The controversy over Apple’s refusal to help unlock the San Bernardino killer’s iPhone is not surprising. Ever since Edward Snowden revealed that the agencies that America pays to keep tabs on what is going on in the world actually do their jobs, technology companies have been at pains to divorce themselves from any involvement with these agencies. There is a simple rationale: if a company is shown to assist the US government, it is exposed to backlash from those who do not want the US government to have access to their information or who do not like the idea of the government having such access. There are also additional concerns about having any sort of backdoor in a system. The more doors in a system, the more vulnerable that system is. Either concern could cost a company. If competitors arise that protect consumer information significantly better than others, it will certainly be at an advantage compared to those that permit a group like the FBI information access.
So now we are at a point where the major tech companies are choosing to refuse to help the US government in any way in the search for consumer data. Specifically Apple, obviously, but this case could set the new paradigm. Apple is already working on an OS update that will block even itself from any data access. Others will follow.
It is important to point out at this point that the actual FBI request is flawed severely, and should not be acceded to. I suggest reading this post by Jonathan Zdziarski for the details of why what the FBI requests and the way they want it is probably very dangerous. However, let us pretend for the sake of the privacy vs security concept that what they are requesting was not flawed and disingenuous. What then?
The issue then would be if Apple helps now, they will be expected to help in the future. Other governments in other countries will know the FBI OS version exists and may order Apple to provide it to them too. But Apple and the big tech companies don’t want to help the government at all. They don’t want to have to deal with this issue ever again. One Snowden revelation was enough trama to their public image. Additionally, they don’t want ANY government to ask for their help. Thus, the line in the sand by Apple.
I think that sand has more imagery to use in this public debate. That of burying one’s head in the sand. That is what I think Apple and the tech world is trying to do here. They want out of being involved. But they are involved and always will be involved. Government needs to be a part of wherever the people who elect it are. Today, that includes the interconnected internet of things and phones and PC’s and just about everything else. I like making individuals more responsible for their own lives, but some things we as a nation need to work together and share burdens in a universal and organized manner, and so we make those organizations and keep them regulated and we call the whole bunch of organizations we have done this with our government. And if Apple or any other company thinks they get a free pass to duck civic involvement they are wrong. We accord corporations extensive rights and liberties; the corollary is the responsibility that goes with it.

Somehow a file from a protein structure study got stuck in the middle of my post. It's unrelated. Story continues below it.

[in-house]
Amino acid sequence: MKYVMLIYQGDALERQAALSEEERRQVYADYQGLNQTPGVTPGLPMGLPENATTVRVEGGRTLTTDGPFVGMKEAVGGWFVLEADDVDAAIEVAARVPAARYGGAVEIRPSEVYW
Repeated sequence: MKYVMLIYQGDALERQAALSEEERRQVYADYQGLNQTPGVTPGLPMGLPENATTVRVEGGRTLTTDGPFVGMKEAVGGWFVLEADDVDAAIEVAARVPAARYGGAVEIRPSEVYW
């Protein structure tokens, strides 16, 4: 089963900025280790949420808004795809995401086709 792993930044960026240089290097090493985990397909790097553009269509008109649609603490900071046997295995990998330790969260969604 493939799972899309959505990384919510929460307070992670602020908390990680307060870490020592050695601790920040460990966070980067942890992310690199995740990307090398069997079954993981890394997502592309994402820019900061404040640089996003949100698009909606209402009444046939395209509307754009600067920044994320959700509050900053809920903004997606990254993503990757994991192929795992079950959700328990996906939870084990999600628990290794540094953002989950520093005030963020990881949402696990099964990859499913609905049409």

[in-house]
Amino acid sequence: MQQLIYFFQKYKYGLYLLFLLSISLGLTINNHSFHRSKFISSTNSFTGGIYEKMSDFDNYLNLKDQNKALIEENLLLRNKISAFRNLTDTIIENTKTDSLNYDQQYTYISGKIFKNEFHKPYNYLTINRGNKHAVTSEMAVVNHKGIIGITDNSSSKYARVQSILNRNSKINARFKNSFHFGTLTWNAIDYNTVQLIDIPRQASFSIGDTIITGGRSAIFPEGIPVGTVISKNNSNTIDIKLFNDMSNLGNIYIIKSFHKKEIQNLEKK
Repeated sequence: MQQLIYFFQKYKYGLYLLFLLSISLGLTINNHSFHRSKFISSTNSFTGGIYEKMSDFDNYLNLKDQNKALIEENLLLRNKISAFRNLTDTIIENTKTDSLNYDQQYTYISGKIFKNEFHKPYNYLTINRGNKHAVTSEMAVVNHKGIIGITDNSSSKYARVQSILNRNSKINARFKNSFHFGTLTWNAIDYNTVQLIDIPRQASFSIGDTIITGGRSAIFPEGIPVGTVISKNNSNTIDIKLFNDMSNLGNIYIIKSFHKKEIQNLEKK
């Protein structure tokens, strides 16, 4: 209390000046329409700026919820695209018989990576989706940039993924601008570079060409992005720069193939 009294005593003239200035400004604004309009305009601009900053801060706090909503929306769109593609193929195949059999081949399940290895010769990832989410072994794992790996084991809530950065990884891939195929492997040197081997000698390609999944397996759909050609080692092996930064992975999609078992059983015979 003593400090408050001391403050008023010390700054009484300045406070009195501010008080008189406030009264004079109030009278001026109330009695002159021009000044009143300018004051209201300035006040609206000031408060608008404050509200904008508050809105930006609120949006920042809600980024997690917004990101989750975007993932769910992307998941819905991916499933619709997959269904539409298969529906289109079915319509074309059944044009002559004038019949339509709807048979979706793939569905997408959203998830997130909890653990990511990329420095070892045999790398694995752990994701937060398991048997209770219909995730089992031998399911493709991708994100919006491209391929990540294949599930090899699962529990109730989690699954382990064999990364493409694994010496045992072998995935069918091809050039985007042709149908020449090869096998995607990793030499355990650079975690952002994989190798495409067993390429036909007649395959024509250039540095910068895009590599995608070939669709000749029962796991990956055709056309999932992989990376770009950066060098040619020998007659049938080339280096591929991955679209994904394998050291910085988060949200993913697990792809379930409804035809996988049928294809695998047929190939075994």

What if we favor the privacy side? If all communications and digital information becomes locked off from the reach of the law and government as privacy outpaces decryption, will those who won the debate take responsibility for the results? Terrorist attacks coordinated in perfect secrecy? Child pornography shared without significant risk? And when the incidents and the deaths and the tragedies accumulate, people will shout at the agencies they entrusted to fight such things and they will just shrug and say, “you took away our ability to do our job. Too bad.”
Then there is the security side. We could also go and say that, well, gee, that sounds awful, so give these agencies anything they want. And then you have 50 devices you use in your home every day 20 years in the future – and every one of them is monitoring your every waking minute. Clearly that is not good either. Absolutely not, no thanks.
The best solution is somewhere in the middle. A company like Apple should engage with the FBI to bring justice for a killer’s victims. It should also not be subject to fishing expeditions from zealous agents. Apple should not compromise the security of every Apple user to make an agency’s life easier. But it should also not pretend it can say “we’ve made our OS so secure no one can ever find out anything stored on an Apple product. Oh, there’s a nuclear bomb hidden in the city strapped to an iPhone? Let’s put our hands over our ears, la la la, we can’t hear these bad things, la la la…”
I invite you as a reader to do a similar thought experiment. Go ahead and think of the things that a tech company ought to be able to, whether every day or in extremis, with the products it makes. Think of what the FBI ought to be able to access and not access. Consider those lists. Think of where they clash. Think of where they harmonize. Then compare that to the future alternatives outlined above. I would imagine that, like me, you will lean more towards a middle path. I like privacy, but closing the tech world off from government is a bridge too far. When it is suggested that this issue needs to be settled in Congress, well, that sounds about right. The FBI has not helped themselves with the details of their request. In fairness, they seem at a loss for another way to get at the phone data, even though the legal requirements that accompany what they want torpedo its reasonableness. But Apple is not doing itself many favors with an “absolute privacy” stance either. This is a national issue, and needs to be settled by Congress.